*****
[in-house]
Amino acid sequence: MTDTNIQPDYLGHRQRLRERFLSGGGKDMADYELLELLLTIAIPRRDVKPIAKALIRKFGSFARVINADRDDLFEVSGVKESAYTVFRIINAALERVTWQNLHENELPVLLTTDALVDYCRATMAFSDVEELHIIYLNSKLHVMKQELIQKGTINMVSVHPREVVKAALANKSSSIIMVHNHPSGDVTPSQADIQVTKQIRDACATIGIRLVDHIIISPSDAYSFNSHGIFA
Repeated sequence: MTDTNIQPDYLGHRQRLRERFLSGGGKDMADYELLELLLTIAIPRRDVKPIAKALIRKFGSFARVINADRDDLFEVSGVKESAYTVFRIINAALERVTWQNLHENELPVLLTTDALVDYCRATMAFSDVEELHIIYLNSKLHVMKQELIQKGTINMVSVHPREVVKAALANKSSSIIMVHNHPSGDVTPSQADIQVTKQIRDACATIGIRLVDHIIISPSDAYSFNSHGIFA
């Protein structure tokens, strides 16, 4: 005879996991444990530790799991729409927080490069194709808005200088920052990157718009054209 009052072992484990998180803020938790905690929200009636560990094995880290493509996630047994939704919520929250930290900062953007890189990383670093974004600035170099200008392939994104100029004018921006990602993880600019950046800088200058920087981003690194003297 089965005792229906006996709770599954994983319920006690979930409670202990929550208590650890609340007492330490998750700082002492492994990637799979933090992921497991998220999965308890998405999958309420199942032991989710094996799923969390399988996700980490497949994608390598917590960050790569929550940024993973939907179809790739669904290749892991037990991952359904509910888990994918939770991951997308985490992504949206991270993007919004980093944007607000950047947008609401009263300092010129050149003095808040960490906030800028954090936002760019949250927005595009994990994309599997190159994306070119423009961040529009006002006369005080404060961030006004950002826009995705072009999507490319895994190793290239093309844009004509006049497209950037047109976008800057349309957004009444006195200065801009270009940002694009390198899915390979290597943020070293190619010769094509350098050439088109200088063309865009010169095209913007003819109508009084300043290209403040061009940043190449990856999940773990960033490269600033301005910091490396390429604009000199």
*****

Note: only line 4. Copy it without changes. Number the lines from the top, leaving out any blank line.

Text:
């Protein structure tokens, strides 16, 4: 005879996991444990530790799991729409927080490069194709808005200088920052990157718009054209 009052072992484990998180803020938790905690929200009636560990094995880290493509996630047994939704919520929250930290900062953007890189990383670093974004600035170099200008392939994104100029004018921006990602993880600019950046800088200058920087981003690194003297 089965005792229906006996709770599954994983319920006690979930409670202990929550208590650890609340007492330490998750700082002492492994990637799979933090992921497991998220999965308890998405999958309420199942032991989710094996799923969390399988996700980490497949994608390598917590960050790569929550940024993973939907179809790739669904290749892991037990991952359904509910888990994918939770991951997308985490992504949206991270993007919004980093944007607000950047947008609401009263300092010129050149003095808040960490906030800028954090936002760019949250927005595009994990994309599997190159994306070119423009961040529009006002006369005080404060961030006004950002826009995705072009999507490319895994190793290239093309844009004509006049497209950037047109976008800057349309957004009444006195200065801009270009940002694009390198899915390979290597943020070293190619010769094509350098050439088109200088063309865009010169095209913007003819109508009084300043290209403040061009940043190449990856999940773990960033490269600033301005910091490396390429604009000199």